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Computing Science

The Department of Technologies includes Computing Science which has two broad goals within the school: firstly, to meet the general Information Communications Technology needs of the school community at large and, secondly, to provide a platform for pupils to gain technical expertise in an ever-changing world.

The Department has a forward-thinking approach, where the most up-to-date technology is regularly introduced. For instance, Form 1 and 2 pupils gain experience of using the BBC Microbit.

Each session students participate in the Beaver Computing Challenge. This national competition is held in November and is designed to test and encourage logical thinking – crucial for Computing Science. The Department has produced a number of ‘Hall of Famers’, including one student who was invited to Oxford University!

The Department is very well resourced with hardware – the computers are ‘refreshed’ every four years. We are extremely fortunate in that we have access to much of the latest software and the Department heavily supports the whole-school iPad deployment, offering advice and encouragement to both pupils and staff alike.

Increasingly, pupils are called upon to use computers, portals and other electronic resources for their studies. The Department provides courses and general support covering a range of Office and Internet applications. This helps pupils with their studies at school and, looking further ahead, their organisational skills for Further Education and the workplace.

In Forms 3 and 4, pupils are offered National 5 Computing Science. This course is aimed at further developing generic transferrable skills (in ICT, logical thinking and problem solving), whilst at the same time building up a solid knowledge of the concepts behind creating and managing information resources and software development. The topics covered are: Software Design and Development and Information System Design and Development. The former primarily concerns programming (we use Python as our main language) and the latter involves (amongst other things), the examination of databases and the web (HTML and CSS).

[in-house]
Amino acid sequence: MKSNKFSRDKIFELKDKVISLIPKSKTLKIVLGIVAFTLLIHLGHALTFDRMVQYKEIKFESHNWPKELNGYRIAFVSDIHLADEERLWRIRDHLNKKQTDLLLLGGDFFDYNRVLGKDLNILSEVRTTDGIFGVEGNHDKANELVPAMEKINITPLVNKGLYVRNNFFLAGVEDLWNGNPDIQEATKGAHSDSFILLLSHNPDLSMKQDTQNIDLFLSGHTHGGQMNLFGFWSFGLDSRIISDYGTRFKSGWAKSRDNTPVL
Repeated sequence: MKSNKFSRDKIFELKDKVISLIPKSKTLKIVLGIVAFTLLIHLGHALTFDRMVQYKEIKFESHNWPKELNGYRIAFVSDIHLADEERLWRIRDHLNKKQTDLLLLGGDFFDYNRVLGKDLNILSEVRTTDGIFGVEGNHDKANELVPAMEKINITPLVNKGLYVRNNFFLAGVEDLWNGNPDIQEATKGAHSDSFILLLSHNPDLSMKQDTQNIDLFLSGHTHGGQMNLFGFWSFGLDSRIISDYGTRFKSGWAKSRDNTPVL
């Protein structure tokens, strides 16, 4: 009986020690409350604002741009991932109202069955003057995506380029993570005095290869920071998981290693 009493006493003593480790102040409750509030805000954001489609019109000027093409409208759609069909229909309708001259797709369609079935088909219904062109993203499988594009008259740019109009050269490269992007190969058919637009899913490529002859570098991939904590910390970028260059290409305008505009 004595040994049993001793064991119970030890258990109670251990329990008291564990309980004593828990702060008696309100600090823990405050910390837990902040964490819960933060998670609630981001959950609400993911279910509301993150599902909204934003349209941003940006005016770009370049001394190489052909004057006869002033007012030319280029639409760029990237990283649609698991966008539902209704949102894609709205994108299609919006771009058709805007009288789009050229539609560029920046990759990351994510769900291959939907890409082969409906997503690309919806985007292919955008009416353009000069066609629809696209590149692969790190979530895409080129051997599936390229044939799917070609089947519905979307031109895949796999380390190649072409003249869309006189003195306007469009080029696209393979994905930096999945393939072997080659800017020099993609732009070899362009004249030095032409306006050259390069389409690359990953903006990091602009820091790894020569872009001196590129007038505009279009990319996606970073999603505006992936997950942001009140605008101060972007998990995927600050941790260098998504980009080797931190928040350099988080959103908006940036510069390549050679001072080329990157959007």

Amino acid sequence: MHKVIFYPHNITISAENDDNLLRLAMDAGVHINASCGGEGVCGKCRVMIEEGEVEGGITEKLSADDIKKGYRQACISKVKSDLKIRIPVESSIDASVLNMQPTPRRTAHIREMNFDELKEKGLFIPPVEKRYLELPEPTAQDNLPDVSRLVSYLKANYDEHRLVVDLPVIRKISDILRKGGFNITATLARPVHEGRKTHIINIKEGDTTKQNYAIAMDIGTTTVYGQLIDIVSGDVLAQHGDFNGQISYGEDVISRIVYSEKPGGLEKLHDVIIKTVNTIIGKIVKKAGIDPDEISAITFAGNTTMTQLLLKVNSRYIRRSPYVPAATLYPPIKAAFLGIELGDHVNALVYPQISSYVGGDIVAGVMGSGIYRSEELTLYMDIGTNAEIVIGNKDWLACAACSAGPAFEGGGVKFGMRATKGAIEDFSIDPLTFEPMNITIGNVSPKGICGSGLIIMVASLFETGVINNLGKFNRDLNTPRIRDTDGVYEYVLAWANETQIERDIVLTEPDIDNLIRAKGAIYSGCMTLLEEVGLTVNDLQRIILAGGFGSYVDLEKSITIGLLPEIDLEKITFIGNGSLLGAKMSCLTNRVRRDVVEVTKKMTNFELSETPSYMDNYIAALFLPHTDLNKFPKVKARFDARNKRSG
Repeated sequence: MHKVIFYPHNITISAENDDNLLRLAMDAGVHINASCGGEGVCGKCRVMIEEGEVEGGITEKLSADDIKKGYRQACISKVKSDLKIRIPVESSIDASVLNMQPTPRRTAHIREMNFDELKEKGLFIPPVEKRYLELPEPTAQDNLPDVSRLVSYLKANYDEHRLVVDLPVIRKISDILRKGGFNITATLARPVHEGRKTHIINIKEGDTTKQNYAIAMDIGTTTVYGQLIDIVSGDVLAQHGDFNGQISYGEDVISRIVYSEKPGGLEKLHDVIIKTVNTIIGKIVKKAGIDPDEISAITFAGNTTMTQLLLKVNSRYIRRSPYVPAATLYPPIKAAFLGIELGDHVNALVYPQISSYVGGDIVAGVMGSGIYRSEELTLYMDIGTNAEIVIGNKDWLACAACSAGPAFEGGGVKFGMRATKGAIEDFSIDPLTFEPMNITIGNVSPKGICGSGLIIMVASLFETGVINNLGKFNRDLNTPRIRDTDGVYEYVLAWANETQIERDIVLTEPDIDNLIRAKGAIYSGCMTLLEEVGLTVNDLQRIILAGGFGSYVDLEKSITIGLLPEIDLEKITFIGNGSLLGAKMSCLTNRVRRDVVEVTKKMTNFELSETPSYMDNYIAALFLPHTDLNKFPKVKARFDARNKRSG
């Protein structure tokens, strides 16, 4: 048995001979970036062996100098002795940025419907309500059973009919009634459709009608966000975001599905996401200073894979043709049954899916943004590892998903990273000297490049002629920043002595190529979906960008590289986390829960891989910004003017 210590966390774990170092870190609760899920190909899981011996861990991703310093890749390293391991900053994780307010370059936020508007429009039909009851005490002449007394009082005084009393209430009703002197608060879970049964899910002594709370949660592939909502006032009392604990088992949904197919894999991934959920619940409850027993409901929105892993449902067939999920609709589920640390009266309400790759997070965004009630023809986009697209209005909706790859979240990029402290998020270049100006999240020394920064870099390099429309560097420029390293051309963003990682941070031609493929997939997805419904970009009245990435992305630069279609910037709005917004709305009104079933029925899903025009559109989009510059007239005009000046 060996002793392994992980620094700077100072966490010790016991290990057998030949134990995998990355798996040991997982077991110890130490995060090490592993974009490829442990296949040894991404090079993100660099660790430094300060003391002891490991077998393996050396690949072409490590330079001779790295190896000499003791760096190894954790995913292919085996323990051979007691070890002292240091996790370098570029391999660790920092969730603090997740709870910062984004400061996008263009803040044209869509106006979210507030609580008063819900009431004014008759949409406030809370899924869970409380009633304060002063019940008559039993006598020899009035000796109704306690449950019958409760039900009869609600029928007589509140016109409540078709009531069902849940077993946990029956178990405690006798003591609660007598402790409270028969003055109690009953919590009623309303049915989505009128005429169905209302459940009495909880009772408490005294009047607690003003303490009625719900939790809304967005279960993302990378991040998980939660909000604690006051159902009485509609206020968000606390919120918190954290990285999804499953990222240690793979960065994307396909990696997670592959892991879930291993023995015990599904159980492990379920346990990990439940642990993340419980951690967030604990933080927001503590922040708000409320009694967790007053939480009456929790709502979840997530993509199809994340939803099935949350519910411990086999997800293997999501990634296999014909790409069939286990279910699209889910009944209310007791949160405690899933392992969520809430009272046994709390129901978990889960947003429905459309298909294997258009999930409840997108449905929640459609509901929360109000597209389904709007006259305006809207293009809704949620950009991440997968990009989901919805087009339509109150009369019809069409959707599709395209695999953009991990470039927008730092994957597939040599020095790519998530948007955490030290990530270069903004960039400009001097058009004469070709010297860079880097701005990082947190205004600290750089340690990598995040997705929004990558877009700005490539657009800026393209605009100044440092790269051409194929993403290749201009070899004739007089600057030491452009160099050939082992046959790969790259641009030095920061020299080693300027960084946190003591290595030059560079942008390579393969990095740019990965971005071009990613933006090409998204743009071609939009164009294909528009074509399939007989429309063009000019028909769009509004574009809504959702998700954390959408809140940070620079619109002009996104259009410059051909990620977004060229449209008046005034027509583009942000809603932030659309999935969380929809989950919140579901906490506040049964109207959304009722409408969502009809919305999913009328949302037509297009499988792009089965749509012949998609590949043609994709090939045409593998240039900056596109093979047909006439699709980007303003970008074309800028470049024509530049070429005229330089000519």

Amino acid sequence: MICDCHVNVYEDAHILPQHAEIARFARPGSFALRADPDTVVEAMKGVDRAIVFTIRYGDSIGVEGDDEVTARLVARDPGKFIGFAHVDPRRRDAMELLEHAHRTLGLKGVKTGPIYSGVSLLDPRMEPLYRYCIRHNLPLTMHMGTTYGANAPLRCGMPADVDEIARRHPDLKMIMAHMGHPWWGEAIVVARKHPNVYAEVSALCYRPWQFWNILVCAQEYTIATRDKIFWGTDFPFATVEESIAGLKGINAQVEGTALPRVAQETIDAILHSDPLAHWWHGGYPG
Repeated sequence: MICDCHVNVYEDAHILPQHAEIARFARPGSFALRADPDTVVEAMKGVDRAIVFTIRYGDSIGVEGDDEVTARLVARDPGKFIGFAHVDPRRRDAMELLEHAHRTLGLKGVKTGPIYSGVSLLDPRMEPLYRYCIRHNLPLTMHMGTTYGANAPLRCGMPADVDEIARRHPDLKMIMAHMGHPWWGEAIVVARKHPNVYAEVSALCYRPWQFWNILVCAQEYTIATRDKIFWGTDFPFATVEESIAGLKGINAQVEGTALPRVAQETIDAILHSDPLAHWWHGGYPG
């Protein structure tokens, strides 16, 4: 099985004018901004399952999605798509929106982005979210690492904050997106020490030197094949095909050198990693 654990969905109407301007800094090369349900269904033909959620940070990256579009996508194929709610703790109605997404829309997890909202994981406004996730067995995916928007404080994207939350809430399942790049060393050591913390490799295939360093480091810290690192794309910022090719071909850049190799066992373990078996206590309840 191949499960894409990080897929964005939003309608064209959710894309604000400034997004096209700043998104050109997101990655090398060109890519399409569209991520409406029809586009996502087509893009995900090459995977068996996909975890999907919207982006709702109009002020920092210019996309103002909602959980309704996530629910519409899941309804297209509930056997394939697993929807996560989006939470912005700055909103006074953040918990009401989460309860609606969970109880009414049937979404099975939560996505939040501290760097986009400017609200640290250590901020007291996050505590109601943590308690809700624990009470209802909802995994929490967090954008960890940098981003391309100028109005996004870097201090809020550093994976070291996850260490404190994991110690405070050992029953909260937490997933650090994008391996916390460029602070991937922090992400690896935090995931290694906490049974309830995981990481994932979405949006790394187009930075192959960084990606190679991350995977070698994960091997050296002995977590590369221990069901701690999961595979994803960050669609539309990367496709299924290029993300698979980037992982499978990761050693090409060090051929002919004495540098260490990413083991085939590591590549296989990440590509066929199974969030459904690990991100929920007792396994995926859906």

In Forms 5 and 6 pupils can opt to study Higher Computing Science, and then Advanced Higher Computing Science. These courses provide a progression of study from the National 5 qualification. Students will develop their programming skills further, learning how to apply algorithms to solve complex problems, mainly using Python. Pupils will be introduced to languages like PHP and begin to work with web development toolkits, producing HTML, CSS, SQL and PHP based websites which interact with their own virtual webserver. The course also provides a solid foundation of knowledge and understanding of the structure of computer systems and their architecture. The Advanced Higher course includes a significant project. In recent times this has seen pupils develop products such as web-based appointment scheduling systems, card game applications, and 3D games targeted at the Xbox 360/ONE games consoles.

As part of our co-curricular commitment, Computing Science offers a number of clubs: The Computing Club, the Minecraft Club and the Photography Club. These groups are predominately pupil led. This allows students the opportunity to develop ‘soft skills’ such as leadership and organisation as well as enhancing both their ICT knowledge and creativity.

The Department provides a structured independent learning approach across all year groups and courses, with pupils being supported to make the most of their own potential. Full use is made of Firefly, our virtual learning platform. This platform also provides secure access to Departmental resources such as teacher notes.

Trips have included a visit to California (birthplace of the silicon revolution – “Silicon Valley”). Members of staff from Art, Technology and Drama assisted. The group visited the ‘Googleplex’, the Intel Museum, the Computer History Museum and NASA, as well as several other tourist attractions in San Francisco and Los Angeles.